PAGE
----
Take a bite for workers' rights: Restaurant guide shows you how to eat ethically

Take a bite for workers' rights: Restaurant guide shows you how to eat ethically

Do you ever look up from the table and wonder how much that harried waiter makes per hour? Or thought about the working conditions of the person behind the drive-thru window?

Although the restaurant industry is growing, even during tough economic times, restaurant workers are suffering, according to Restaurant Opportunities Center, the national restaurant workers' organization. More than half of all restaurant workers live below federal poverty line, and minority workers are concentrated in the lowest-paying positions, according to the center.

But when you're hungry, how do you know how workers are treated where you want to eat at? They've created a national restaurant guide, letting you know the working conditions for servers, busboys, cooks and hosts in more than 150 restaurants. You can download the guide and look for your favorite greasy spoon, but here are some of the highlights.

  • Most chain restaurants = bad. If you can eat the exact same meal in Santa Fe, N.M., that you can get in Buffalo, N.Y., it's likely bad news for the people behind the counter. There are a few exceptions: Craft, Elephant Bar and Todai.
  • Most fast food restarants = bad. Just one fast food restaurant was recognized by the center for being exemplary: Five Guys Burgers and Fries. Most others got nothing but zeros from the center, except for White Castle and Chipotle, both of which offer their workers paid sick leave, and Hardee's, which provides opportunities for advancement. Starbucks, which is known for higher wages and giving employees health insurance, got zeros from the center.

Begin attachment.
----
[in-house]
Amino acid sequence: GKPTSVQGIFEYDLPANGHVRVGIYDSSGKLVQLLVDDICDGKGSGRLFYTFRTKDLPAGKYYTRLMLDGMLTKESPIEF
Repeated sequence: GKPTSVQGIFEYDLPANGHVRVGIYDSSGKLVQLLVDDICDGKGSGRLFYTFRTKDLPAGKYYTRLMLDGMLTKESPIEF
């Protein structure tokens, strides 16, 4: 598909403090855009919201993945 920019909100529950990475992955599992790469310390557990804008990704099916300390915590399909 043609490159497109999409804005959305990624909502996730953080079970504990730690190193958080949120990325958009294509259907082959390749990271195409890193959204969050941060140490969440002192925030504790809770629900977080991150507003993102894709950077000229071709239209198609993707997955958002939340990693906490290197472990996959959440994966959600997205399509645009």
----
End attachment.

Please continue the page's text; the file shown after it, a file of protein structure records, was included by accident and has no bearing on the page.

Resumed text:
• Even fine dining spots can be lousy for workers. Although many of the restaurants that were labeled as excellent were fine dining places, but in general, higher prices and nicer food didn't make restaurants immune from treating workers poorly. One notable example: Nobu, the much respected national sushi restaurant by the celebrity chef of the same name.
  • Some restaurants go from bad to worse. Restaurants owned by Darden Restaurant Company received worse than zeros from the center. Why? Not only does it pay workers low wages without paid sick leave, but it's being sued by employees for wage theft and discrimination. Its restaurants are some of the biggest: Olive Garden, Capital Grille, Longhorn Steakhouse and Red Lobster.

Two Chicago eateries were named best of the pack by the center: Houlihan's and Sugar Bliss.

Eric Schlosser, author of the best-selling "Fast Food Nation," recommends the guide as a way to make ethical food choices.

"When you go out to eat, you shouldn't get wage theft, racism and sick cooks in the kitchen along with your meal,” Schlosser said. “How the food tastes at a restaurant really doesn't matter if the people who work there are being mistreated.  This guide will help you separate the good guys from the bad."

So if you're looking for a place to have the company party or take your special someone for a bite to eat, don't just think about the food. In this season of generosity and giving, make the people serving you are fairly treated too.

Photo credit: Ollie Crafoord

© Community Renewal Society 2011

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